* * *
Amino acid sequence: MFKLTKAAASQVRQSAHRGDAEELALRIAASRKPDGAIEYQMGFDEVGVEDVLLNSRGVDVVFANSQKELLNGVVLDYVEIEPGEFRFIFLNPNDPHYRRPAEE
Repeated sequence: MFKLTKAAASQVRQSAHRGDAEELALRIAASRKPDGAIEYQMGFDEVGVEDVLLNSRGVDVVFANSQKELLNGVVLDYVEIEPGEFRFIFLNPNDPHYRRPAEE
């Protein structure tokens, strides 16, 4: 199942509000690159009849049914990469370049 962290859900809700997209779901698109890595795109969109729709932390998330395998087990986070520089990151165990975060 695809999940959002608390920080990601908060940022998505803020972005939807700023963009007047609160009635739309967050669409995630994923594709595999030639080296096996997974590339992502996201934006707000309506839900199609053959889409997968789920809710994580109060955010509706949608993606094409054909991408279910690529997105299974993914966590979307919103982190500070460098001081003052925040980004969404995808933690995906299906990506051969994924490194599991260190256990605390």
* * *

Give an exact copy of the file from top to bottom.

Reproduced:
Amino acid sequence: MFKLTKAAASQVRQSAHRGDAEELALRIAASRKPDGAIEYQMGFDEVGVEDVLLNSRGVDVVFANSQKELLNGVVLDYVEIEPGEFRFIFLNPNDPHYRRPAEE
Repeated sequence: MFKLTKAAASQVRQSAHRGDAEELALRIAASRKPDGAIEYQMGFDEVGVEDVLLNSRGVDVVFANSQKELLNGVVLDYVEIEPGEFRFIFLNPNDPHYRRPAEE
């Protein structure tokens, strides 16, 4: 199942509000690159009849049914990469370049 962290859900809700997209779901698109890595795109969109729709932390998330395998087990986070520089990151165990975060 695809999940959002608390920080990601908060940022998505803020972005939807700023963009007047609160009635739309967050669409995630994923594709595999030639080296096996997974590339992502996201934006707000309506839900199609053959889409997968789920809710994580109060955010509706949608993606094409054909991408279910690529997105299974993914966590979307919103982190500070460098001081003052925040980004969404995808933690995906299906990506051969994924490194599991260190256990605390």